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Enterprise Risk Management in the Age of the Coronavirus

Posted by nfisherpmi on Oct. 22, 2020  /  PMI Dallas articles  /   0

Many project professionals don’t include unforeseeable circumstances in their risk log, unless their projects are being executed in an area where natural and unavoidable catastrophes are known to occur. Due to the dynamics of geopolitical events, they may not be included during the initial risk identification process. As the project progresses, however, the risk log should be updated to identify the impact of these risks on project progress and the enterprise as a whole.
Risk management strategies help project management practitioners forecast and evaluate risk, while also identifying ways to avoid or minimize their impact on desired project outcomes.

Conducting SWOT on COVID-19

Late last year, news of a novel illness affecting a city in China failed to capture the attention of most people and businesses around the world; many thought the impact would be similar to SARS or swine flu—a blip on the breaking news radar and no real threat to the global economy. They were wrong.

Many organizations failed to consider the COVID-19 outbreak an enterprise risk and continued their business-as-usual operations. Around mid-February, I met with colleagues and friends who work in the telecommunications industry, and they expressed their concerns about how their projects would be impacted if the factories in China that produce the electronics needed for their work shut down. They wondered if that would break an important link in their supply chain and if it would jeopardize the final delivery of their projects.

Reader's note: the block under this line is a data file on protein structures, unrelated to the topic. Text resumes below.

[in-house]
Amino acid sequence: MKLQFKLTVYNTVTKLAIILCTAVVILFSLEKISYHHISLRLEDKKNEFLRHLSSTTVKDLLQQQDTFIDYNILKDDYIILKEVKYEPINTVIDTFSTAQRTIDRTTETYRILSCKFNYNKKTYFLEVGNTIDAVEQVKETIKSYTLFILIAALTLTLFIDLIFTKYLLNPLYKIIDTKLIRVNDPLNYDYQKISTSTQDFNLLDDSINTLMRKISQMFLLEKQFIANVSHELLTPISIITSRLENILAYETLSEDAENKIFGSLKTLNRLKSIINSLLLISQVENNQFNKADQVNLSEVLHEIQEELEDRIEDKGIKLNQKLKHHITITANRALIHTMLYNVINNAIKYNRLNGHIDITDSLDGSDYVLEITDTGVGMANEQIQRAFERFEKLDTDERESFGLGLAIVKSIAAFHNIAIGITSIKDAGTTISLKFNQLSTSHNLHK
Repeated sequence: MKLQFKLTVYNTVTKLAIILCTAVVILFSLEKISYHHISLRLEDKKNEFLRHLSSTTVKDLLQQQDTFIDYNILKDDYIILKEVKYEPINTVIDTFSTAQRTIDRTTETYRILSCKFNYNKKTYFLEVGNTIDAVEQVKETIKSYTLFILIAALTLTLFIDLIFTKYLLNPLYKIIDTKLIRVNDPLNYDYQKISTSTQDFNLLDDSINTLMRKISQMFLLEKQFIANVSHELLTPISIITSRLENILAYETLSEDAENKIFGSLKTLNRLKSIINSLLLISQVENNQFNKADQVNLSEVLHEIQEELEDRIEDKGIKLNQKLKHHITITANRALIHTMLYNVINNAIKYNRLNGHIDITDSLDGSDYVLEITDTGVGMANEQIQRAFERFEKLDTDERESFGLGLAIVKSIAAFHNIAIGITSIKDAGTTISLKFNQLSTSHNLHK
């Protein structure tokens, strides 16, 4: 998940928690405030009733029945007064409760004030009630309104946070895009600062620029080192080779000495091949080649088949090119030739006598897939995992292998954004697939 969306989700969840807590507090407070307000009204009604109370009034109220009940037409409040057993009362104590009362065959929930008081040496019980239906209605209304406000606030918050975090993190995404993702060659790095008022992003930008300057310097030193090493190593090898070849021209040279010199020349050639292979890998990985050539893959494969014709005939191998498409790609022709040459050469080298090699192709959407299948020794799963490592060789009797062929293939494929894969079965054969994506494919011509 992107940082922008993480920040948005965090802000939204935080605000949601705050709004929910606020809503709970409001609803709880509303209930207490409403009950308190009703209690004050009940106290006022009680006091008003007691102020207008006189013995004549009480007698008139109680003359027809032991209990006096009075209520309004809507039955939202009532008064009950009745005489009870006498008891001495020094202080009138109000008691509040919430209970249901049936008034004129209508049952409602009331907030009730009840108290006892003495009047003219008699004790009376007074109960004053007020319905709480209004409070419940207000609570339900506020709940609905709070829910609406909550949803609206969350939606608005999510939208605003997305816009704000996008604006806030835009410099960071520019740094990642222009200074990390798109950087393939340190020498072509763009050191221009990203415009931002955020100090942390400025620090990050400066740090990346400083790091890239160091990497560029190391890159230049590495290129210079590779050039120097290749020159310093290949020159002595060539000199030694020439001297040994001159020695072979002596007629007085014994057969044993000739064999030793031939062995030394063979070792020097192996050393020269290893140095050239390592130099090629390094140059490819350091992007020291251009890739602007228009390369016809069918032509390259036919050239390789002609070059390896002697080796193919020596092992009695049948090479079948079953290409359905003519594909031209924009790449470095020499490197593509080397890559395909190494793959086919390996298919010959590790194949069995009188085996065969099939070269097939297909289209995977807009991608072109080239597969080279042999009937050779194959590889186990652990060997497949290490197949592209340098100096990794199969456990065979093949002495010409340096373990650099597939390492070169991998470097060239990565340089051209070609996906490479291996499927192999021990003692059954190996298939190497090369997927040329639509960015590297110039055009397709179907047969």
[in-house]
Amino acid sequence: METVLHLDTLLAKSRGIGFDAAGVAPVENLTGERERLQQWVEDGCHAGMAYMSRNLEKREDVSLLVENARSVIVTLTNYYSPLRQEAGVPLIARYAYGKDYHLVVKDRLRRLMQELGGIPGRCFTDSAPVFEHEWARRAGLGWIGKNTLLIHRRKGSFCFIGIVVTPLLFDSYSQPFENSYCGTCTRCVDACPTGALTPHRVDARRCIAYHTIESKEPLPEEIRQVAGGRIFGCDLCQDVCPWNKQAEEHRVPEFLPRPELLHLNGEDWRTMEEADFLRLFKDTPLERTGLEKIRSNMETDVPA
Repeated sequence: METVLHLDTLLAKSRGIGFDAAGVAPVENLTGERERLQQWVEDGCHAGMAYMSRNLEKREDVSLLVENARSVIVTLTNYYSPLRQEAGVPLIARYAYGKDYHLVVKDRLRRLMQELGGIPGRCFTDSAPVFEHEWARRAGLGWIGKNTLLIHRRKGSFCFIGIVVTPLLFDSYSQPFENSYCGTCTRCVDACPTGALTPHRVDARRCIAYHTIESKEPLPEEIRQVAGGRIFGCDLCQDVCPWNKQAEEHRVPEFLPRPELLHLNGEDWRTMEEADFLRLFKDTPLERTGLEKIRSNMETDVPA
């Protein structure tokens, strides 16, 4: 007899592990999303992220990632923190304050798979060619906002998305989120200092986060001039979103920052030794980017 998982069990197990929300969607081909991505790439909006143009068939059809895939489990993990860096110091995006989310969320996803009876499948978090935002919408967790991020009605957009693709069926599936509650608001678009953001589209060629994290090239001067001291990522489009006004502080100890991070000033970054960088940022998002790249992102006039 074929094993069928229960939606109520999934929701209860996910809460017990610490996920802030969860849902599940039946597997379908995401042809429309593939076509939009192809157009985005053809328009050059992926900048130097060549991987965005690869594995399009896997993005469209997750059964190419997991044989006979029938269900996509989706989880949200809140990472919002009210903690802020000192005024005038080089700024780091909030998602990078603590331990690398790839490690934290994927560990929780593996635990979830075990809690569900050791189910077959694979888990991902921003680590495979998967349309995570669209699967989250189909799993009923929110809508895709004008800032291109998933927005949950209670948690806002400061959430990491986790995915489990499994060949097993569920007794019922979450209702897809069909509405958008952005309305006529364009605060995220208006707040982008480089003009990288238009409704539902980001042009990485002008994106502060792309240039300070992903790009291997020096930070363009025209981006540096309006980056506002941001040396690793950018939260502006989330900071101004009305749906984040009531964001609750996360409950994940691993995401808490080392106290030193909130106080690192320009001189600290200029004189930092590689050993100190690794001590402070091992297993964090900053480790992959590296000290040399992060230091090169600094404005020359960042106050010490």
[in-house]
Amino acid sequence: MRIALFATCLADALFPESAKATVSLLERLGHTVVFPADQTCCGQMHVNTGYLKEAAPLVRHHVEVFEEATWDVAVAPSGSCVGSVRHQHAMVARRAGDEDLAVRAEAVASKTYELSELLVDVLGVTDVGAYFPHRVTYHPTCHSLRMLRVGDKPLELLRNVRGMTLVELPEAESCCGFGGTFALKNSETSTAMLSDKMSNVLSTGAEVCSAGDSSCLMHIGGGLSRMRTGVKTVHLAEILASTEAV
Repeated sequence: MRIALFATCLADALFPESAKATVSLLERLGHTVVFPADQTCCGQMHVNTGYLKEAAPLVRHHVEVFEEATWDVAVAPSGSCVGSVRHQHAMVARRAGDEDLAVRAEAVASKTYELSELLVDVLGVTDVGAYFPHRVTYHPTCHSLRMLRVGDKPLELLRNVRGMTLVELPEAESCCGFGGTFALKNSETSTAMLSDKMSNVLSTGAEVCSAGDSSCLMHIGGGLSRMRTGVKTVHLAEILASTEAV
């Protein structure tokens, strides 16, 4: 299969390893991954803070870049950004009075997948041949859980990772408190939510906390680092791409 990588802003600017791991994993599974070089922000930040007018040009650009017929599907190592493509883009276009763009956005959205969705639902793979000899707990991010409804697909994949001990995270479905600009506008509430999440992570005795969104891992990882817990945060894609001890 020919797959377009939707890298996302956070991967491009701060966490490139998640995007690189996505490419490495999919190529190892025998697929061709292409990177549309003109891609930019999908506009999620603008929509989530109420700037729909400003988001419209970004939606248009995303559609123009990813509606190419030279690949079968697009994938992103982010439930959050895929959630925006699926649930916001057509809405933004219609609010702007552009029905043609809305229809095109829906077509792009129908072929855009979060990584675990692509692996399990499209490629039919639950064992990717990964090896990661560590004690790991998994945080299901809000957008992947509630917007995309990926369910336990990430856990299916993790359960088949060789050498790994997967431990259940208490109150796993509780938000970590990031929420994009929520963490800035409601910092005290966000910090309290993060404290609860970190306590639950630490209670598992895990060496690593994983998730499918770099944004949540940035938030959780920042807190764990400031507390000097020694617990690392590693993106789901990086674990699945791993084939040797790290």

Those in the telecommunications industry were not alone. Supply chains in multiple industries have strong ties to China. By the time they were primed to react, the risk was already an issue and without the procedures to avoid or minimize the impact, industries and countries were facing a pandemic with no plan in place.

Sharing enterprise risks identified during the planning and strategic phases of a project isn’t always a common practice within organizations. But not being aware of such risks has a direct impact on project success, and important assumptions may not be considered for the projects and programs that lie ahead.

People in charge of developing the multi-year strategy at an enterprise can use SWOT (Strengths, Weaknesses, Opportunities and Threats) Analysis to identify potential risks. This analysis uses a matrix, in which the strengths, weaknesses, opportunities and threats are listed and prioritized.

The SWOT matrix can be evaluated and updated as the enterprise strategy is reviewed or on an ad hoc basis. Moreover, threats identified during the SWOT analysis may have an associated opportunity. For example, in the event that the plant producing vital electronics in China shuts down, it will impact the supply chain. An opportunity to avoid that threat would be identifying another country where the vital electronics could be produced in order to reduce supply chain disruptions.

As we’ve learned, the importance of communicating the risk identified by the enterprise risk management process needs to be shared with business units to achieve strategic alignment and empower teams to achieve strategic objectives.

As a project professional, how do you interact with the strategic team within your organization to learn about enterprise risk?

Writer: Conrado Morlan

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